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Defendants-appellants New York State and the New York State Department of Correctional Service (collectively, "DOCS") appeal from a judgment granting damages and other relief to plaintiff-appellee Keith E. Muller by the United States District Court for the Northern District of New York (Scullin, J.), following a jury trial. Muller, a correctional officer formerly employed by DOCS, brought suit alleging that DOCS discriminated against him because of his disability of reactive airway disease, which substantially impaired his major life activities of working and breathing, and that DOCS had retaliated against him for seeking to enforce his rights under state and federal law, in violation of the Americans with Disabilities Act ("ADA"), 42 U.S.C. § 12101 et seq. At trial, DOCS moved for judgment as a matter of law on the disability claim at the end of Muller's case, arguing that Muller had failed to present sufficient evidence from which a jury could conclude that Muller suffered from a disability within the meaning of the ADA. The court denied this motion. After DOCS presented its defense, the case was submitted to the jury, and the jury returned a verdict in favor of Muller on both the discrimination and retaliation claims. DOCS then renewed its motion for judgment as a matter of law. In this motion, DOCS argued, inter alia, that Muller had presented legally insufficient evidence to support a finding of disability and that the district court was without jurisdiction to consider Muller's claims because the Eleventh Amendment rendered the state defendants immune from suit under the ADA. The court denied the motions for judgment as a matter of law, finding that Muller had presented ample evidence that his ability to work was substantially limited and thus not addressing whether Muller's ability to breathe was similarly impaired. As to the Eleventh Amendment argument, the court concluded that the ADA represented a valid exercise of Congress's authority under § 5 of the Fourteenth Amendment and was consequently an effective abrogation of states' Eleventh Amendment immunity.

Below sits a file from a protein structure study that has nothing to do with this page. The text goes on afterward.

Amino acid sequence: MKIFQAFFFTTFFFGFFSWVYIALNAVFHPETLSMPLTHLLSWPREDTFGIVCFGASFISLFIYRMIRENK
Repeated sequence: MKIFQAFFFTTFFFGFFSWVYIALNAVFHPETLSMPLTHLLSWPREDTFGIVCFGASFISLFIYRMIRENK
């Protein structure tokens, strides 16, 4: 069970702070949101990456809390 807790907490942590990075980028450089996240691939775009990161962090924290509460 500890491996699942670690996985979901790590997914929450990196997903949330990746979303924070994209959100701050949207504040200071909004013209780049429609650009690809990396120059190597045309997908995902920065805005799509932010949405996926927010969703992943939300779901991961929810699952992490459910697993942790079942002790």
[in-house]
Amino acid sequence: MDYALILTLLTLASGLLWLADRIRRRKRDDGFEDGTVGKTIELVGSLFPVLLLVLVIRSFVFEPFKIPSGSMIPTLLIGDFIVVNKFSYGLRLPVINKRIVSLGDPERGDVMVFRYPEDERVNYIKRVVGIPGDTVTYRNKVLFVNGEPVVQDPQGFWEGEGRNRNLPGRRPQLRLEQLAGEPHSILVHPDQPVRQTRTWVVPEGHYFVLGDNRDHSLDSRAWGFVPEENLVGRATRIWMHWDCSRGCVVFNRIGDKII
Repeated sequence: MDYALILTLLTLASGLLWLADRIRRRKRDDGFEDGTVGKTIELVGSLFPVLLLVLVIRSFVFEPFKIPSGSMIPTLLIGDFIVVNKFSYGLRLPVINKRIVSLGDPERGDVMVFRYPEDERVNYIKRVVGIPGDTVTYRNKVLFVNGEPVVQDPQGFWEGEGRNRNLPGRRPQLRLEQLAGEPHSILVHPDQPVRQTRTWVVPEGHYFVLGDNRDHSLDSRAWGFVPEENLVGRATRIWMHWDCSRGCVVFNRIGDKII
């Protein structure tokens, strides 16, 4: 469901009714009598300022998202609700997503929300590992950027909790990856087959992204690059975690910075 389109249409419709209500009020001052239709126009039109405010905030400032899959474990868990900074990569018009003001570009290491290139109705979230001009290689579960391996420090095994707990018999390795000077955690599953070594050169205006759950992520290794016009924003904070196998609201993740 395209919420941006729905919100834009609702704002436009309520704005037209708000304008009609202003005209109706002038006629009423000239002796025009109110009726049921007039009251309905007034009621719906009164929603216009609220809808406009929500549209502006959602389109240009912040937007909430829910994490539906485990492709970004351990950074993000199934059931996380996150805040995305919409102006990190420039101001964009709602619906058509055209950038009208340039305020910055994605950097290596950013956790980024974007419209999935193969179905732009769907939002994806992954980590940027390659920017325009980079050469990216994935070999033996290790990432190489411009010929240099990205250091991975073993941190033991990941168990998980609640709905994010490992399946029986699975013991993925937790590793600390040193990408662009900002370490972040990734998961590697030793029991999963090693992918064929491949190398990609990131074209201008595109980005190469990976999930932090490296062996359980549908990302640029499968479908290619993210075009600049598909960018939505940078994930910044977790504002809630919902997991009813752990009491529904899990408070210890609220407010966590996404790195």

We affirm the judgment to the extent that it is supported by the retaliation claim, for the reasons that follow.


87 F.3d 298 (1999)

Keith E. MULLER, Plaintiff-Appellee, v. Joseph J. COSTELLO, Individually and as Superintendent of Midstate Correctional Facility; Susan A. Connell, Individually and as Deputy Superintendent of Administration at Midstate Correctional Facility; John Doe, Individually and as employee of the Midstate Correctional Facility; Joseph Sgt. Ward, Sergeant, Individually and as an agent of the Midstate Correctional Facility and Thomas Krasko, Individually and as an employee of Midstate Correctional Facility, Defendants, The State of New York; New York State Department of Correctional Service, Defendants-Appellants, United States of America, Intervenor.

Docket Nos. 98-7491, 98-7729

United States Court of Appeals, Second Circuit.

Argued April 27, 1999.

Decided August 11, 1999.

New York Law School location: File #2705, Box #139